This dainty, blue annual is an absolute delight when it comes into
flower. Upright and graceful, with small cups of bright blue flowers,
the plants appear to dance in a light breeze. In nature they are
found from Namaqualand to the Western Cape, often flowering in enormous
drifts and covering fields in clouds of blue. They are also often
found between other annuals like the Namaqualand daisies or ursinias.
The showy sunflax belongs to the mustard family (Brassicaceae),
as do cauliflowers and broccoli. In this family the plants often
taste and smell of mustard and sulphur. If you crush a sunflax,
it smells like a cauliflower.
Under good conditions, Heliophila coronopifolia grows bushy
and about 60 cm tall. The smooth stems and soft, slender leaves
are bright green. The blue flowers are arranged in little spikes
at the top of the stems. The four petals of the flower open wide
to display the white center with the pollen and stigma in the middle.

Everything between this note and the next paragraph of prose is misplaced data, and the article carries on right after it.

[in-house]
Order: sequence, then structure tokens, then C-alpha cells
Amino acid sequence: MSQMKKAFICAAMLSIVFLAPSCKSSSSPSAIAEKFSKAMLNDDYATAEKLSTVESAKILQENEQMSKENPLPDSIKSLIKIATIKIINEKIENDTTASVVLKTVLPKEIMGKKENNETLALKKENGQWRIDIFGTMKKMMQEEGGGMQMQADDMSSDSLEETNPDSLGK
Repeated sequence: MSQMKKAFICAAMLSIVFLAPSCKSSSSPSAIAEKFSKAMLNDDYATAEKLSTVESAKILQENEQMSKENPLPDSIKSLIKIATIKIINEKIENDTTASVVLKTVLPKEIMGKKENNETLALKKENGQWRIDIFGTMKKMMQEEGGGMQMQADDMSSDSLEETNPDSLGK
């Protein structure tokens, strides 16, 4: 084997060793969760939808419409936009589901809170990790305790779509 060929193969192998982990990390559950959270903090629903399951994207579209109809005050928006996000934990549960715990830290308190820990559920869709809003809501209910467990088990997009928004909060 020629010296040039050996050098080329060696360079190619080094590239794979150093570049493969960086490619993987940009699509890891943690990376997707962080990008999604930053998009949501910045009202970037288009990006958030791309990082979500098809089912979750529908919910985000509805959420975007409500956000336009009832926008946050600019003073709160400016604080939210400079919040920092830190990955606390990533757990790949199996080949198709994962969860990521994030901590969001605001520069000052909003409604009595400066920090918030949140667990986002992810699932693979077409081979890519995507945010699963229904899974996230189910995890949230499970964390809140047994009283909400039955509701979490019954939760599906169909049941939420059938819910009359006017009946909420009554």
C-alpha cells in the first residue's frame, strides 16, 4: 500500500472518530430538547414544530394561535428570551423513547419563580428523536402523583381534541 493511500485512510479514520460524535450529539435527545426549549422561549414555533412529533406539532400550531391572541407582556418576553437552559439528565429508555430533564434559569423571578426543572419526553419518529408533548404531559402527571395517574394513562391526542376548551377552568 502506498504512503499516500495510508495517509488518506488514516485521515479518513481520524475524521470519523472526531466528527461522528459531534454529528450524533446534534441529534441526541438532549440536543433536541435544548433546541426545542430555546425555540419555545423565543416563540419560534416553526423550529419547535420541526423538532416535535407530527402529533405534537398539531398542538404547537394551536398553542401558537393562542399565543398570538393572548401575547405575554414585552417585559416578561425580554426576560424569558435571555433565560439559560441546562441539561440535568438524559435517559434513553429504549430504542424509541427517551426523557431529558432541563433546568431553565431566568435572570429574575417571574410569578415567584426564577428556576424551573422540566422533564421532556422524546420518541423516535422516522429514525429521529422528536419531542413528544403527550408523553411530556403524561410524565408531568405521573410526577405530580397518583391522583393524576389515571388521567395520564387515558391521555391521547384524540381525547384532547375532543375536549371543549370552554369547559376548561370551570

The flowers are quick to close during cool weather and at night.
The seedpods are long, splitting when the small brown seed are ripe.
Growing Heliophila coronopifolia
Inspite of their fragile appearance these little annuals have adapted
to grow and flower abundantly in areas known for their heat and
drought. Surviving the long dry summer as seed they germinate with
the autumn rains, which is also the time to sow them. The seed can
be scattered directly into garden beds or first sown in seedbeds
or seed trays. They should be planted out as soon as they are big
enough to handle. The seed germinates well, usually within a week.
The plants are easy to grow in the garden. They grow fast given
the right conditions of full sun, well-drained soil and regular
watering during the growing season. Heliophila look beautiful
planted densely, giving a mass of blue, or they can be interspersed
between other annuals, bulbs or shrubs.
Heliophila means sun loving. In South Africa there are 71
species of Heliophila most of them annuals naturally growing
throughout Namaqualand and the south western Cape. Although many
of them are similar to Heliophila coronopifolia with blue
flowers, there are also species with pink and white flowers.
Author: Liesl van der Walt